SISONKE Botswana Association, a national organisation run by sex workers for sex workers, has been unjustly refused registration by the Department of Civil and National Registration. SISONKE is currently nested under the Botswana Network on Ethics, Law and HIV/AIDS (BONELA) and applied for registration in 2011. In the letter of refusal, dated 20 May 2014, the Assistant Director of Registrar of Societies, N. Baruti cites the Societies Act CAP 18:01 Section 7, subsections 2(a) and h(iii), which states that:
(2) The Registrar shall refuse to register and shall not exempt from registration a local society where—
o (a) it appears to him that any of the objects of the society is, or is likely to be used for any unlawful purpose or any purpose prejudicial to or incompatible with peace, welfare or good order in Botswana;
• (h) the name under which the society is to be registered or exempted—
o (iii) is, in the opinion of the Registrar, repugnant to or inconsistent with any written law or otherwise undesirable.
The citation of these two sections reveals the ambiguity and bias forming the basis of their refusal. Both subsections reference the “opinion of the Registrar,” giving importance not to objective judgment but rather to idiomatic opinion. Furthermore, despite what section 7 subsection 2(a) states, SISONKE is neither for an “unlawful purpose” nor has a purpose “incompatible with peace, welfare or good order.” SISONKE is an organisation with a membership base of over 1,500 sex workers based in Gaborone, Francistown and Kasane. The organisation is devoted to helping sex workers, a very real and very present part of the population, by working towards: Empowering adult sex workers of 18 years and above to practise and promote safer sex; Enabling adult sex workers to promote and protect and claim their rights; Providing psychosocial, legal and health services for sex workers; Decriminalising sex work to create an enabling environment for sex workers to access services.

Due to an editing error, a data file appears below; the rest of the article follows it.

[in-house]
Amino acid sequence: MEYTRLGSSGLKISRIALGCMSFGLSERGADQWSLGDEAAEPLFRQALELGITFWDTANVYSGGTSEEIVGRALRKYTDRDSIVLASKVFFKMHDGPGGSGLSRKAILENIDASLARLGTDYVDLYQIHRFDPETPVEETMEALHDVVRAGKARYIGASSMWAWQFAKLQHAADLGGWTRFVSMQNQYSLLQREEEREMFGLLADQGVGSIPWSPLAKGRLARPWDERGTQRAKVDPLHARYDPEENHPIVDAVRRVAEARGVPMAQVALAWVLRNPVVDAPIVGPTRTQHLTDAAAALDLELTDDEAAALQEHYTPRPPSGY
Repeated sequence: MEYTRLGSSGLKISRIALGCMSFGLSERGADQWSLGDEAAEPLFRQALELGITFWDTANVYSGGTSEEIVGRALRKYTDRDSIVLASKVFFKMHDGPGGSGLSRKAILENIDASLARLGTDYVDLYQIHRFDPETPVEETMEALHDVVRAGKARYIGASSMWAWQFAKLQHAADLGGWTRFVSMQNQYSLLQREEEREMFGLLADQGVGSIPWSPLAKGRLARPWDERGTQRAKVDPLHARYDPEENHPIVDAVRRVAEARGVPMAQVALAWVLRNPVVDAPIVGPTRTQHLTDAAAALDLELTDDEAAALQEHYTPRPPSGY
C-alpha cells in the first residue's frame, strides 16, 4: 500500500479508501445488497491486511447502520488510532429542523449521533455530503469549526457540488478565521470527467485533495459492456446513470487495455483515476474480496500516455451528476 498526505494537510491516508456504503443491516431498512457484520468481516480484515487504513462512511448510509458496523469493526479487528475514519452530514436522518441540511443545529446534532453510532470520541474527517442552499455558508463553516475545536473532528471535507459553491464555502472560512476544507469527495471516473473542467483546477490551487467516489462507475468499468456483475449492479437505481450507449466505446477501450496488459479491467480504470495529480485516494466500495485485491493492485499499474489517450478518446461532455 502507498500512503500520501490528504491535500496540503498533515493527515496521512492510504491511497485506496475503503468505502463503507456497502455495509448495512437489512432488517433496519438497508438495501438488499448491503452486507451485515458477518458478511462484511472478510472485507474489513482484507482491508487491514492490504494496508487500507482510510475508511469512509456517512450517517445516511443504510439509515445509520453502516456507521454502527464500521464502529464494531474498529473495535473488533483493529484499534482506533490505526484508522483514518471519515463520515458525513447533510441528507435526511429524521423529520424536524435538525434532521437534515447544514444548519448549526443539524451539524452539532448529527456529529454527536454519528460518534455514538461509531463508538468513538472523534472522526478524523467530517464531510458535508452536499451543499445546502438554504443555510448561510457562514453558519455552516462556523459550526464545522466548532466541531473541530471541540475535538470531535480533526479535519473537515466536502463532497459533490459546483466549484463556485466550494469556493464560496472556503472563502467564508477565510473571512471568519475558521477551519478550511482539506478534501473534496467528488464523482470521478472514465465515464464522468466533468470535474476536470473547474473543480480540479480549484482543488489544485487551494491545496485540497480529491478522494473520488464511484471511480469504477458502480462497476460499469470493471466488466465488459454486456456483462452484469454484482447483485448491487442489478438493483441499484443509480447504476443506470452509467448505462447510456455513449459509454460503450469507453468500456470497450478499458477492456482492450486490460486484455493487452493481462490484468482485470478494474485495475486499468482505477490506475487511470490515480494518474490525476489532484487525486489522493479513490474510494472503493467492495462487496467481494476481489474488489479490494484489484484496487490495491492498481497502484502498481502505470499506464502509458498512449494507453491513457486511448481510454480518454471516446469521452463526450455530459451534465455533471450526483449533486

Tosh Legoreng, the Executive Director of Sisonke Botswana Association stated, “Sex workers have been identified as a key population whose needs must be addressed in the fight against HIV/AIDS.” SISONKE recognises that decriminalising sex work is an incredibly important step to reducing HIV infection among sex workers and their clients. This adheres to national goals for ‘Zero new infections, Zero AIDS-related deaths and Zero discrimination’ by 2016.
SISONKE believes the Department of Civil and National Registration made a grievous error in denying registration to SISONKE. According to the recent Biological and Behavioural Surveillance Survey, results showed female sex workers to be the sub-population most affected by HIV in Botswana, with an estimated population size of 4000 in 3 districts and a very high HIV prevalence of 61.9% and incidence of 12.5%. In order to combat HIV/AIDS in Botswana, it is essential that the government of Botswana recognises and supports all marginalised populations, including sex workers and organisations such as SISONKE Botswana Association.
According to the Executive Director of BONELA, Cindy Kelemi, the Registrar of Societies has violated sex workers’ right to freedom of association by denying SISONKE, and by association, denying sex workers registration, which are fundamental rights guaranteed by the Constitution of Botswana. BONELA will appeal to the Minister of Labour and Home Affairs. In the event that the appeal is not successful, we will use the court system to claim the rights of sex workers in Botswana.